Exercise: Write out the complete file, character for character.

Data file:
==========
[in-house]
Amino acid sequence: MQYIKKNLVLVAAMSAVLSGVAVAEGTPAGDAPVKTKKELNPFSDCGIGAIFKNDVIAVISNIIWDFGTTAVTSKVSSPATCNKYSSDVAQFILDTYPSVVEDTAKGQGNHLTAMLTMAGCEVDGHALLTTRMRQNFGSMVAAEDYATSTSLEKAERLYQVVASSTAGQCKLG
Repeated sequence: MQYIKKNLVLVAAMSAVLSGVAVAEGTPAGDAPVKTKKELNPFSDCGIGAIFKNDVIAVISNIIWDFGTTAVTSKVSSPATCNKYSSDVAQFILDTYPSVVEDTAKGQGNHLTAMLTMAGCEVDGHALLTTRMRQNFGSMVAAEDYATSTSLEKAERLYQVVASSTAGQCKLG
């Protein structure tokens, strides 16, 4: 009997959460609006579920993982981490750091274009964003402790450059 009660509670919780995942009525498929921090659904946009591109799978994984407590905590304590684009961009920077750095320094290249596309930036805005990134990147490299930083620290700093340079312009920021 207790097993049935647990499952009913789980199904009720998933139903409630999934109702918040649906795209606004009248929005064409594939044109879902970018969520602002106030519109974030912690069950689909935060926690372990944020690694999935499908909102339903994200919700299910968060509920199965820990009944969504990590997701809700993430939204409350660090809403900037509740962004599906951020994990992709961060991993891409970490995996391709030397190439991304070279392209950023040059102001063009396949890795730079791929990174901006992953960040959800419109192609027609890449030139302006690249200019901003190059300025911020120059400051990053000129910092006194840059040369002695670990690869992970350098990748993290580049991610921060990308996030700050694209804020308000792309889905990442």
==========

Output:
[in-house]
Amino acid sequence: MQYIKKNLVLVAAMSAVLSGVAVAEGTPAGDAPVKTKKELNPFSDCGIGAIFKNDVIAVISNIIWDFGTTAVTSKVSSPATCNKYSSDVAQFILDTYPSVVEDTAKGQGNHLTAMLTMAGCEVDGHALLTTRMRQNFGSMVAAEDYATSTSLEKAERLYQVVASSTAGQCKLG
Repeated sequence: MQYIKKNLVLVAAMSAVLSGVAVAEGTPAGDAPVKTKKELNPFSDCGIGAIFKNDVIAVISNIIWDFGTTAVTSKVSSPATCNKYSSDVAQFILDTYPSVVEDTAKGQGNHLTAMLTMAGCEVDGHALLTTRMRQNFGSMVAAEDYATSTSLEKAERLYQVVASSTAGQCKLG
């Protein structure tokens, strides 16, 4: 009997959460609006579920993982981490750091274009964003402790450059 009660509670919780995942009525498929921090659904946009591109799978994984407590905590304590684009961009920077750095320094290249596309930036805005990134990147490299930083620290700093340079312009920021 207790097993049935647990499952009913789980199904009720998933139903409630999934109702918040649906795209606004009248929005064409594939044109879902970018969520602002106030519109974030912690069950689909935060926690372990944020690694999935499908909102339903994200919700299910968060509920199965820990009944969504990590997701809700993430939204409350660090809403900037509740962004599906951020994990992709961060991993891409970490995996391709030397190439991304070279392209950023040059102001063009396949890795730079791929990174901006992953960040959800419109192609027609890449030139302006690249200019901003190059300025911020120059400051990053000129910092006194840059040369002695670990690869992970350098990748993290580049991610921060990308996030700050694209804020308000792309889905990442």